Ten years later, in United States v Arriaga-Pinon, 852 F.3d 1195 (9th Cir 2017) the court considered a very similar case: a § 10851 conviction with a sentence of a year or more, that was charged as an AF only as theft, and that involved a record of conviction similar to the one in Vidal. The court followed Vidal and held that 10851 is divisible between theft and accessory, and that the record in the case was inconclusive. But it noted that, based on Supreme Court precedent subsequent to Vidal, such as Mathis, § 10851 ought to be found indivisible between theft and accessory. ,. However, the majority of the three-judge panel concluded they did not have authority to overrule Vidal and find that § 10851 is indivisible. See Arriaga-Pinon, concurrence by Chief Judge Thomas. Therefore, it appears that it will take an en banc or a Supreme Court ruling to get a finding that §10851 is indivisible (not divisible) between theft and accessory. If sometime in the future an en banc panel finds that § 10851 is indivisible between theft and accessory, then no conviction of § 10851 will be an AF in the Ninth Circuit, even if a year or more is imposed, and even if the specific plea was to theft. However, getting an en banc opinion could take a long time, and for now anything other than a specific plea to accessory is dangerous. At this time:
1. Any person who pled specifically to 10851 accessory and got a year or more does not have an aggravated felony within the Ninth Circuit. See Valenzuela Gallardo II (accessory under PC 32 is not obstruction); Arriaga Pinon (same for VC 10851).
2 .Any person who pled specifically to theft and got a year or more has an aggravated felony within the Ninth Circuit (although immigration advocates should appeal this on the grounds that 10851 actually is indivisible, so that no conviction is an AF in the Ninth Circuit.). See Arriaga-Pinon, Vidal.
Any person convicted of a divisible statute who has an inconclusive record of conviction is subject to the rules in Pereida v. Wilkinson, 141 S.Ct. 754 (2021) (although immigration advocates should appeal any adverse hearing, on the grounds that 10851 is indivisible.) An example of an inconclusive record would be that the person pled to a charge tracking the language of 10851, including both theft and accessory, and no other permissible evidence shows of which conduct the person was convicted. Or, if the court lost or destroyed the conviction records, this is an inconclusive record. Pereida held that if a record under a divisible statute is inconclusive, then an applicant for relief cannot meet their burden of proving they are eligible and they will be denied the relief. Likewise, ICE cannot meet its burden of proving that a conviction under a divisible statute makes a person deportable. Note that Pereida also suggested that applicants for relief (and one assumes ICE) can use evidence from outside the record of conviction to prove the offense of conviction. See discussion of Pereida at H&S C § 11377, above, and Pereida Advisory at www.ilrc.org/crimes.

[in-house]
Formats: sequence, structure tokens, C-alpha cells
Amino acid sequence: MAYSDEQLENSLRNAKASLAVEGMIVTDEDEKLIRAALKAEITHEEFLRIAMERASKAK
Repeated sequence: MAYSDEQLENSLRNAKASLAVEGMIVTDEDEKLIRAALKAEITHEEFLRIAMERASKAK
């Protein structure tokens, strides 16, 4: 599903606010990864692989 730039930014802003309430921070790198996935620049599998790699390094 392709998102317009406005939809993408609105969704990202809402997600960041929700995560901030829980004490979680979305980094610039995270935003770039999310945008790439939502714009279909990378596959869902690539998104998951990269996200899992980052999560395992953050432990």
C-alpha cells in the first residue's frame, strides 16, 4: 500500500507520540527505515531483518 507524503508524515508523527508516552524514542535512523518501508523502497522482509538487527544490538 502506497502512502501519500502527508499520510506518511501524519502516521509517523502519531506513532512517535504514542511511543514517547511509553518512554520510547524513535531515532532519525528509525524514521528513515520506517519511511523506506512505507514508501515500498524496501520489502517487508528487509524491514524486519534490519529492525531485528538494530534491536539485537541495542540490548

Both theft and obstruction of justice are AFs if a year or more is imposed. 8 USC 1101(a)(43)(G), (S).
Best protection. Avoid a year or more (which includes added time on a PV) on any single 10851 count. Then it cannot be an AF, in any jurisdiction.
Felony probation: If the client gets felony probation with 364 or less on a 10851, plead to accessory. Write in the file — and warn the client that in case of a PV, they must tell their defender to check the file — that they must avoid a dispo that results in a year or more total on a single count of 10851. For example, they could take more time on a new offense to avoid more time added to the 10851. Avoiding a year will protect client in case they are taken outside the Ninth Circuit at some point.
Next best protection: If a year will be imposed (or could be imposed in future with a PV):
Plead specifically to 10851 accessory after the fact, not theft. This is critical. It is settled within the Ninth Circuit that accessory (PC 32) is not obstruction of justice and therefore is not an AF, even if a year or more is imposed. Valenzuela Gallardo II, petition for rehearing denied. 10851 accessory will be treated the same. (But see below for if client is taken outside the Ninth.)
A specific plea ot accessory is needed because at this time the Ninth Circuit treats 10851 as “divisible” between theft and accessory. A vague plea might protect an LPR contesting deportability, but will not protect someone applying for relief. Pereida. However, immigration advocates should preserve the divisibility issue for appeal, and investigate PCR during the process. VC 10851 ought to be held indivisible between theft and accessory, but this will require a new en banc decision in order to overturn prior contrary precedent. See discussion in endnote.
Warn client that even with the accessory plea, with a year or more imposed they are at great risk if they travel outside the Ninth. If the client is removable for some other reason (undocumented, other conviction), ICE may detain them and transfer them outside the Ninth. The BIA holds that accessory is an AF as obstruction if a year or more is imposed. The Ninth Circuit does not follow this, but other circuit courts of appeals may, and their rule will control if the person is in proceedings there.